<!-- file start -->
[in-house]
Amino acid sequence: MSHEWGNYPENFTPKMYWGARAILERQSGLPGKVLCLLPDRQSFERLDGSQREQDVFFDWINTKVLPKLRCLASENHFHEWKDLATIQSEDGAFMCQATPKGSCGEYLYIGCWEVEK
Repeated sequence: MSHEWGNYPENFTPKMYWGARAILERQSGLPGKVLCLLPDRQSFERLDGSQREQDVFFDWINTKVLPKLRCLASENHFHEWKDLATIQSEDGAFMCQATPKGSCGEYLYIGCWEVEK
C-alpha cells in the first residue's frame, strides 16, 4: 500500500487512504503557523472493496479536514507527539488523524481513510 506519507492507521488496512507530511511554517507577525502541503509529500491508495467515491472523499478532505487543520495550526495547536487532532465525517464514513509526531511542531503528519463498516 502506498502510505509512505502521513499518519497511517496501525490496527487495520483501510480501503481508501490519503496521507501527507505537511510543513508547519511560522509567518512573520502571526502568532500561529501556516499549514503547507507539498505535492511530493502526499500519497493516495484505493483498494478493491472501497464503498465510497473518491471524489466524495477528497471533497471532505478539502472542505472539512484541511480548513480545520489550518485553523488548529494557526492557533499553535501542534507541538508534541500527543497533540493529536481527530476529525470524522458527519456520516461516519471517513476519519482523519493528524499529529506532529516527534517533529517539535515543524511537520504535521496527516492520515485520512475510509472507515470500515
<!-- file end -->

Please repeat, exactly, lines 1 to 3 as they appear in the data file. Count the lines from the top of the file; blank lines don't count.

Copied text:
[in-house]
Amino acid sequence: MSHEWGNYPENFTPKMYWGARAILERQSGLPGKVLCLLPDRQSFERLDGSQREQDVFFDWINTKVLPKLRCLASENHFHEWKDLATIQSEDGAFMCQATPKGSCGEYLYIGCWEVEK
Repeated sequence: MSHEWGNYPENFTPKMYWGARAILERQSGLPGKVLCLLPDRQSFERLDGSQREQDVFFDWINTKVLPKLRCLASENHFHEWKDLATIQSEDGAFMCQATPKGSCGEYLYIGCWEVEK